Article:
Line cooks seem to endure endless strain on the body and mind. They stand for hours at a time, surrounded by steam, fry oil, and intense heat. The life of a line cook is, simply put, extremely demanding. Thinking back to the hardened misfits in Anthony Bourdain’s seminal Kitchen Confidential or the more recent Sweetbitter, one might imagine self-care for these cooks as fistfuls of Advil and tons of post-shift booze. But in fact, some line cooks turn to refreshing skin care, muscle salves, and epsom salts to keep going — habits and products that could come in handy for anyone, regardless of time spent over a skillet.
We asked six full-time line cooks how they keep their bodies and spirits in check. Some indulge in a few luxuries, but, with work weeks often verging on 70 hours, long commutes, and few breaks, most of them take a decidedly no-B.S. approach to self care. When you’re working a double shift and your body is fighting you like the enemy, you’re looking for results.
The primary self-care goal of Jules Beidel, who works the fresh pasta station at New York City Italian spot Bottino, is dissolving the “invisible layer of flour” that coats her face and body by the end of the day. For this, she loves to grab a nice, cool, grapefruit-scented face wipe out of the staff fridge — she likes the ones from Burt’s Bees or Neutrogena. At one job, she was one of the only female line cooks doing dinner service, and her male coworkers laughed at her for bringing wipes. But after a couple of days, “literally every one of them would ask me for one after the service was over. They were like, ‘Oh, this smells delightful,’” she says.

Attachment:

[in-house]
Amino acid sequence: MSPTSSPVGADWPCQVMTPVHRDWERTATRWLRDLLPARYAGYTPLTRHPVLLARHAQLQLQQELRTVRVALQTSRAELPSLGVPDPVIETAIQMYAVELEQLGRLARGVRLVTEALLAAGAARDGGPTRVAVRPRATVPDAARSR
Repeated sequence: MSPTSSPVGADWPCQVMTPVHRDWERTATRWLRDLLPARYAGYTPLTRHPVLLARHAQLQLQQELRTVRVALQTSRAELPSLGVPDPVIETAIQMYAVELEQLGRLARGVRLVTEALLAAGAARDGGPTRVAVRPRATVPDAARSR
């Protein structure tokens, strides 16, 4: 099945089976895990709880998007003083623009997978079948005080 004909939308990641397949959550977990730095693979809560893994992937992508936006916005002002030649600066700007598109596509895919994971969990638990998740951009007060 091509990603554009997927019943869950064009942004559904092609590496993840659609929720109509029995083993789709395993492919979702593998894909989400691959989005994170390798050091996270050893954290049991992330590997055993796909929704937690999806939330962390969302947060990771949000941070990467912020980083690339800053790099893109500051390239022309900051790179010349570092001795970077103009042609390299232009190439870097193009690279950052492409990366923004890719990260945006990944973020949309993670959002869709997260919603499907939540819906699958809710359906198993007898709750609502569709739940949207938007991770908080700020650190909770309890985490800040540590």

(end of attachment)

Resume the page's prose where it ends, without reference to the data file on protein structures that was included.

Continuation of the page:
Diana Freedman of New York City’s Gramercy Tavern uses a more aggressive tactic against her skin woes. Freedman, who says she never even got pimples before joining the ranks of the line cook, now deals with acne on a daily basis — the kitchen’s sweaty, humid conditions don’t exactly bode well for her pores, she says. The clinical-sounding ZAPZYT acne treatment gel does the trick nicely. For a little TLC, she’ll throw on a good, cheap sheet mask once a week — she picks up these Tony Moly ones at Urban Outfitters.
Shary Romo deals with heat and sweat on a different level. Romo is a pastry cook at Quintonil in Mexico City, where it can get up to roughly 104 degrees Fahrenheit in her kitchen. (Mexican kitchens often aren’t air-conditioned, Romo says — so cooks just have to deal.) The oppressive heat, coupled with the constant exertion of lifting heavy sheet trays into the oven and scraping dough out of huge mixing bowls, tends to make Romo feel “disgusting,” she says. She has a basic skin-care routine that she tries to stick to. She uses the affordable Neutrogena Hydro Boost exfoliating cleanser and serum, which keep her feeling a bit more put together.